The Original Starship Enterprise from 'Star Trek' Is Getting a Face-Lift

U.S.S. Enterprise's Restoration
Just in time for Star Trek's 50th anniversary, the original U.S.S. Enterprise model used in The Original Series is undergoing extensive restoration at the National Air and Space Museum. (Image credit: National Air and Space Museum)

The voyages of "Star Trek's" USS Enterprise now include an extensive restoration at the hands of the Smithsonian's National Air and Space Museum in Washington, D.C.

Work on preserving the 11-foot (3.4 meters) model craft is now underway, in an effort to make the ship resemble how it looked in the episode "The Trouble with Tribbles." That episode was the last known modification to the model during the run of "Star Trek." The model appeared in all 79 episodes of the original "Star Trek" TV series, which ran from 1966 to 1969.

"It will go back on public display in the Boeing Milestones of Flight Hall this year, in time for the museum's 40th birthday in July and the 50th anniversary of 'Star Trek' in September," museum officials wrote in a blog post on Jan. 28. [Pictures of Original USS Enterprise Model Restoration]

Museum officials will paint the Enterprise in April using reference photos from the model's history, partly gathered from Trek fans who took pictures of the ship over the years. The engine casings (nacelles) will house LED lights that will mimic what fans saw on the TV show.

"The LED lights can be programmed to match the original VFX [visual effects] footage while eliminating the burnt-out bulbs, extreme heat and motor problems that troubled the original lights," said museum conservator Ariel O'Connor in the same statement. "It is a wonderful solution to re-light the nacelles while ensuring the model's safety and longevity."

Meanwhile, the model has been separated into its components for individual study, photographing and X-raying to determine their condition. So far, conservators have found that the secondary hull needs a metal collar to stabilize the structure, which is currently held together by old adhesive and no other support.

Analysis revealed many levels of paint overlaying the structure, applied during four generations of filming and four previous restorations. Only one exterior spot, the top of the saucer, had the original paint. That part will be cleaned and stabilized, while everything else will be painted to match the original hull's gray color. (A large portion of that shade of gray was also found under the saucer bolt cover, making matching fairly simple.)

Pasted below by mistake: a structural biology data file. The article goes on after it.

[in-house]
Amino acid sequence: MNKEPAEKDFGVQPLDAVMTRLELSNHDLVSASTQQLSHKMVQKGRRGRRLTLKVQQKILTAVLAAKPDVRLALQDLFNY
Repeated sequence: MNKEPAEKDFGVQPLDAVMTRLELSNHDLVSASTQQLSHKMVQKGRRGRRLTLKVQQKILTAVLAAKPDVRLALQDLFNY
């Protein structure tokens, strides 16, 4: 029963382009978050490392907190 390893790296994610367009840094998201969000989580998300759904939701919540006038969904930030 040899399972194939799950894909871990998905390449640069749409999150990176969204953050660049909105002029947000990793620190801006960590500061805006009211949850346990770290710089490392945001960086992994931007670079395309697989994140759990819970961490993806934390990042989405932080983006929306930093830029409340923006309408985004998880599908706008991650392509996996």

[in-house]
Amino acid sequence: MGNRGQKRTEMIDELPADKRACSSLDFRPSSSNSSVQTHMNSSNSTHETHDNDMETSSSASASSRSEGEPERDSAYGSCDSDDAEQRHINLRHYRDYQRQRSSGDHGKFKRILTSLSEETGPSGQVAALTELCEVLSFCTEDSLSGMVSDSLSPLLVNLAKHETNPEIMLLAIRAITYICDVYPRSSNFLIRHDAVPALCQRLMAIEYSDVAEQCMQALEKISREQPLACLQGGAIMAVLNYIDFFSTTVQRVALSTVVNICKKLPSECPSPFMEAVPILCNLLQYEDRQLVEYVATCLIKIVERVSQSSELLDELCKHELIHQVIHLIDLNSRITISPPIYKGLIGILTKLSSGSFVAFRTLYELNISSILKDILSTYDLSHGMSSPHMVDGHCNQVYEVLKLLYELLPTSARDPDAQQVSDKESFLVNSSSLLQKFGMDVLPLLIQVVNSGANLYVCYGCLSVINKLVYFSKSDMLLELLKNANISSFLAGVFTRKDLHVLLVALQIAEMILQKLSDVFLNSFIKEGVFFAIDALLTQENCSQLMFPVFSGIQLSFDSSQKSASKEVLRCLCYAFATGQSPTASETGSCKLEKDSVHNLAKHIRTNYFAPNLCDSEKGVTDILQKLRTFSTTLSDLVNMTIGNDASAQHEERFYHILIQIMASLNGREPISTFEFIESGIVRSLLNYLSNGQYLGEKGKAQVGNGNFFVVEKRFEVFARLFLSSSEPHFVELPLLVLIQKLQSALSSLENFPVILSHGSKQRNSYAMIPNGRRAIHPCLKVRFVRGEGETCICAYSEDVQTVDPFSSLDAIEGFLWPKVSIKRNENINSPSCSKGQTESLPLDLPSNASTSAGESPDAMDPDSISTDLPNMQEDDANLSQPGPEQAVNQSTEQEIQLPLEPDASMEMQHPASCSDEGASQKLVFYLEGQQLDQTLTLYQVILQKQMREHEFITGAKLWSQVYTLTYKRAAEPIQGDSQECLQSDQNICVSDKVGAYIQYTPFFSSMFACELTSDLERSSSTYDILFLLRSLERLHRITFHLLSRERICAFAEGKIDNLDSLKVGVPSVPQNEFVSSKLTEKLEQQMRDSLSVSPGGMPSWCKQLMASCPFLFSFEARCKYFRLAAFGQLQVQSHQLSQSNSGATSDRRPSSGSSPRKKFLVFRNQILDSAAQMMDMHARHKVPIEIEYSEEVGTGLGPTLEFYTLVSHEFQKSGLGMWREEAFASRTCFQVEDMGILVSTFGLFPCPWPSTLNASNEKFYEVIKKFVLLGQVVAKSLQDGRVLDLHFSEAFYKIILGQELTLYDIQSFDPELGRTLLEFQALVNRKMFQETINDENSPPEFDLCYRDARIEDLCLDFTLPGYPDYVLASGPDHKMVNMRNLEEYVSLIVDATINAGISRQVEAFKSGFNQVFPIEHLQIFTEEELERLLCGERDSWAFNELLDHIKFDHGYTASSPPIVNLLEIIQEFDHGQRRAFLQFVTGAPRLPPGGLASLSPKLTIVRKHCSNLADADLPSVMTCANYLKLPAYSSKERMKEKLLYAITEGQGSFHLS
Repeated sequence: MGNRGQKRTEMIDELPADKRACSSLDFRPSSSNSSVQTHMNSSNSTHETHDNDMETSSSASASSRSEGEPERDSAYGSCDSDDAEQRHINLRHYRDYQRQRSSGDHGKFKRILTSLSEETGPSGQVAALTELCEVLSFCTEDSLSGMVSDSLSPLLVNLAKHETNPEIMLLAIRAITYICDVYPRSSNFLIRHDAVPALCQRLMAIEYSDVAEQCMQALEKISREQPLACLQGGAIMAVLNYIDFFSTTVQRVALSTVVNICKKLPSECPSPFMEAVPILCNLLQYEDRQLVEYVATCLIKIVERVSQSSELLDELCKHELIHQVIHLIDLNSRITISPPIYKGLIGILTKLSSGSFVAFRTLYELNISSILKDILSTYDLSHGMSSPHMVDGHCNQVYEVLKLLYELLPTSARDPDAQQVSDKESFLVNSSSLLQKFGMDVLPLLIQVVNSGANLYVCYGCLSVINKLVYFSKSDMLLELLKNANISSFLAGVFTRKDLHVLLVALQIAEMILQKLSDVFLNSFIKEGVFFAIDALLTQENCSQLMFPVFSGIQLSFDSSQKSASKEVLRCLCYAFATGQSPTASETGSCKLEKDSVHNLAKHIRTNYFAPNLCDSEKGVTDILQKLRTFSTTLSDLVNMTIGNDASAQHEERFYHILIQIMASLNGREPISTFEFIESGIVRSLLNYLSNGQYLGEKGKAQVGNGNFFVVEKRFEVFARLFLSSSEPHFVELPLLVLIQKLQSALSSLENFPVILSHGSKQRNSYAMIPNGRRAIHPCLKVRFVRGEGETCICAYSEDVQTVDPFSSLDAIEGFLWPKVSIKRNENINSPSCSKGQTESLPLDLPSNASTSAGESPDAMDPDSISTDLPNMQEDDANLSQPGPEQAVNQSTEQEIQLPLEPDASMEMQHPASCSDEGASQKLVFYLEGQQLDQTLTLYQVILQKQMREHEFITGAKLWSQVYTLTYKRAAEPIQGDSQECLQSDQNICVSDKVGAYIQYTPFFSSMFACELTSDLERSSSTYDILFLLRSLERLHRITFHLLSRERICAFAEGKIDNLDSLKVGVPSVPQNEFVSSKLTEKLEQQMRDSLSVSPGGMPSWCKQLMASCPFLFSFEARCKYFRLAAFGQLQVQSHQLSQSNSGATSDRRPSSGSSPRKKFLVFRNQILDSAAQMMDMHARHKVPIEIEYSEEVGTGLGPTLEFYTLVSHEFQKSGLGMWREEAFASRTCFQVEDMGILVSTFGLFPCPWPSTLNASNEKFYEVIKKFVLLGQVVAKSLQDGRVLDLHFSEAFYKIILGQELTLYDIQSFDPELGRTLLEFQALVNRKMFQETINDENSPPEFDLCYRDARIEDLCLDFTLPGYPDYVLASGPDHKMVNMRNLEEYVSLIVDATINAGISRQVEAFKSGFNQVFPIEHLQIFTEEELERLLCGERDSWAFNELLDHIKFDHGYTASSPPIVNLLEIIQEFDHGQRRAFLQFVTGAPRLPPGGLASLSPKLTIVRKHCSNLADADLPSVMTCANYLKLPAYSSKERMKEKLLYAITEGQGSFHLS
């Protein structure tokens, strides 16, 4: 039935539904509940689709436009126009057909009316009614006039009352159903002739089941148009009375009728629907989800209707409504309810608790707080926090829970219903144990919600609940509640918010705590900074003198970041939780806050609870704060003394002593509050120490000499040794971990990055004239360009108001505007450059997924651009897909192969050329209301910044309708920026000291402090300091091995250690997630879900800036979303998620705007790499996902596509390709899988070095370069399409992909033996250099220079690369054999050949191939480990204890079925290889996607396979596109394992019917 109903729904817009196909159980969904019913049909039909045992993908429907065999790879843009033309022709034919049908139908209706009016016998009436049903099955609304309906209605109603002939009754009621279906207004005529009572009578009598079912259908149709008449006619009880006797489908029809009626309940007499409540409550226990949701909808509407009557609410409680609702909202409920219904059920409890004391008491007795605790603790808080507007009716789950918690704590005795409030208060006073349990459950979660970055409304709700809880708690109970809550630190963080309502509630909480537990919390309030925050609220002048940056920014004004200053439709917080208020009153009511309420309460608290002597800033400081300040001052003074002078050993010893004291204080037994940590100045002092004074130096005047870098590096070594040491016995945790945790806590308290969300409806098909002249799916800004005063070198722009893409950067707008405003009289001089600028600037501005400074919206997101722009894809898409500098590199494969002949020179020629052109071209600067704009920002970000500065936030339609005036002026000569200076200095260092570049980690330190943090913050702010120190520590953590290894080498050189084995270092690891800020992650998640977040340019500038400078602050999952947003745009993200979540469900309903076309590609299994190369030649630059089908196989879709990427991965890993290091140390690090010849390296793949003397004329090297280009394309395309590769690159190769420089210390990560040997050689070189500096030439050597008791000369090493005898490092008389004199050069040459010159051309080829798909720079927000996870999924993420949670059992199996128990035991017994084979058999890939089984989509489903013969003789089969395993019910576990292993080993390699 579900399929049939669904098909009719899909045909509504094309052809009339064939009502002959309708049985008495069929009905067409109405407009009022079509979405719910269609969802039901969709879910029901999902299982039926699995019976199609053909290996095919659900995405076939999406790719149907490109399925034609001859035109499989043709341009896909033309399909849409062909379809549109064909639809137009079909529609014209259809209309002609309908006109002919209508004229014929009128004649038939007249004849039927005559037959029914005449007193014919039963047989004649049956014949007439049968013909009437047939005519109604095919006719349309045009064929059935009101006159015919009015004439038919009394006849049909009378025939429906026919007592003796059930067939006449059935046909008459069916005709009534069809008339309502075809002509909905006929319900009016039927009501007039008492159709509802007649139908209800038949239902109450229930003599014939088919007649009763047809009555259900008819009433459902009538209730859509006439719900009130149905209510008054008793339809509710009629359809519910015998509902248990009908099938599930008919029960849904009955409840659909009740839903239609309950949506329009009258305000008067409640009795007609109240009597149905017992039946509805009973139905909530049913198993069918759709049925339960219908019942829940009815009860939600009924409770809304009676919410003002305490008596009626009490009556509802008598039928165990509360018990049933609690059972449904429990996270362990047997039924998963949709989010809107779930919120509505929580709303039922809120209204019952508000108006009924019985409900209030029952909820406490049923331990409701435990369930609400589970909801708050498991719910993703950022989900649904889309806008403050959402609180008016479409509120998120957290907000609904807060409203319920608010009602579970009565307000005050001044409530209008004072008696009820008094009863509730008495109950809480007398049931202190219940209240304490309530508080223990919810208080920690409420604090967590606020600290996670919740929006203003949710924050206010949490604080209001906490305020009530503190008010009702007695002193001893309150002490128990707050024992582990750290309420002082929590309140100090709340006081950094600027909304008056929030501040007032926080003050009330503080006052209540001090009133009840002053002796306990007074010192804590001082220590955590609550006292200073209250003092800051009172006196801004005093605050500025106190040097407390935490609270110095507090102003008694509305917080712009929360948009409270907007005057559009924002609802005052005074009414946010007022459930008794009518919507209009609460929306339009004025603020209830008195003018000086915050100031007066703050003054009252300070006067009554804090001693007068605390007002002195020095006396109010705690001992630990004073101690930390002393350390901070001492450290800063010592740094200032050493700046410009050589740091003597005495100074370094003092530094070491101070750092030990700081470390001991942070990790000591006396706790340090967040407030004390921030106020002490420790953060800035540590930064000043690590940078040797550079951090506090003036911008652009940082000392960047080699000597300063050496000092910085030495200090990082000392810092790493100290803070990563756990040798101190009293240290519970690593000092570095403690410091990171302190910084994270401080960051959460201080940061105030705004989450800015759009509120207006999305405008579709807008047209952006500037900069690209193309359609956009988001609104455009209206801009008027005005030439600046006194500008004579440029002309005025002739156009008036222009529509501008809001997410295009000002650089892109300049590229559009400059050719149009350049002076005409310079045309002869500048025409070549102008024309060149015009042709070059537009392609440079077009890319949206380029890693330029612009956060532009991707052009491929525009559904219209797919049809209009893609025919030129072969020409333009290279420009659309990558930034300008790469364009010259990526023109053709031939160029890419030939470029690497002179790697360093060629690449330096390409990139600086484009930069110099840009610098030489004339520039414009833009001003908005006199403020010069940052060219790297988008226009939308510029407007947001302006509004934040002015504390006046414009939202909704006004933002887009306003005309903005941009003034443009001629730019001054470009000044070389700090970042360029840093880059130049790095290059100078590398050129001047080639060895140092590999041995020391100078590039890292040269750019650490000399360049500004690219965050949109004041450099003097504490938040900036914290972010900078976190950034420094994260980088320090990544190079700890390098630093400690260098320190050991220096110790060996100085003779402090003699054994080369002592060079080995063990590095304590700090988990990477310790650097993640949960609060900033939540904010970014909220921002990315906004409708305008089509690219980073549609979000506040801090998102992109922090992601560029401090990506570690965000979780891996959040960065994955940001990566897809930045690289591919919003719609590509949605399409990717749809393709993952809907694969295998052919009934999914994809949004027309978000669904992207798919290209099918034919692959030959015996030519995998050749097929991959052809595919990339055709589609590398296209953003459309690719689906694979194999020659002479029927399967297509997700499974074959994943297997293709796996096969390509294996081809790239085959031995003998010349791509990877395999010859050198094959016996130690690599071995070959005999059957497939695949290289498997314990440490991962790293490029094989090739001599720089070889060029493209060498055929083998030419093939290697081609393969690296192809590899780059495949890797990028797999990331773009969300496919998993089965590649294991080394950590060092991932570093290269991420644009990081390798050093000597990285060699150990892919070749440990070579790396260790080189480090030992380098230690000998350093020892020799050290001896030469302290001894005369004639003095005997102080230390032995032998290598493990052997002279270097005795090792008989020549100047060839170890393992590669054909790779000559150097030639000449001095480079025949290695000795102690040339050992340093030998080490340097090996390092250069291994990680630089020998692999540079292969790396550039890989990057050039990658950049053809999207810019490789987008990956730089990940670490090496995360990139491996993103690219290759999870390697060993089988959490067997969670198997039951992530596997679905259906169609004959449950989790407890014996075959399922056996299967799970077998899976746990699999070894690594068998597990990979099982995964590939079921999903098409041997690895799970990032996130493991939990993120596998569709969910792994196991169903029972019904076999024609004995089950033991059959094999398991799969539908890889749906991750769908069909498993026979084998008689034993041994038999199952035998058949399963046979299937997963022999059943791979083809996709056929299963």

To advise on the paint job, the museum added two new experts to its advisory committee: Academy Award-winner Bill George from Lucasfilm's Industrial Light & Magic (ILM) and Kim Smith, now with Creature Art & Mechanics Digital and formerly with ILM.

These two members, along with current advisor John Goodson of ILM, have combined experience on eight "Star Trek" films and four episodes of "Star Wars." Also, Smith's father — mural artist William A. Smith — advised artist Robert "Bob" McCall as he painted the museum's mural "The Space Mural: A Cosmic View."

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Elizabeth Howell
Staff Writer, Spaceflight

Elizabeth Howell (she/her), Ph.D., is a staff writer in the spaceflight channel since 2022 covering diversity, education and gaming as well. She was contributing writer for for 10 years before joining full-time. Elizabeth's reporting includes multiple exclusives with the White House and Office of the Vice-President of the United States, an exclusive conversation with aspiring space tourist (and NSYNC bassist) Lance Bass, speaking several times with the International Space Station, witnessing five human spaceflight launches on two continents, flying parabolic, working inside a spacesuit, and participating in a simulated Mars mission. Her latest book, "Why Am I Taller?", is co-written with astronaut Dave Williams. Elizabeth holds a Ph.D. and M.Sc. in Space Studies from the University of North Dakota, a Bachelor of Journalism from Canada's Carleton University and a Bachelor of History from Canada's Athabasca University. Elizabeth is also a post-secondary instructor in communications and science at several institutions since 2015; her experience includes developing and teaching an astronomy course at Canada's Algonquin College (with Indigenous content as well) to more than 1,000 students since 2020. Elizabeth first got interested in space after watching the movie Apollo 13 in 1996, and still wants to be an astronaut someday. Mastodon: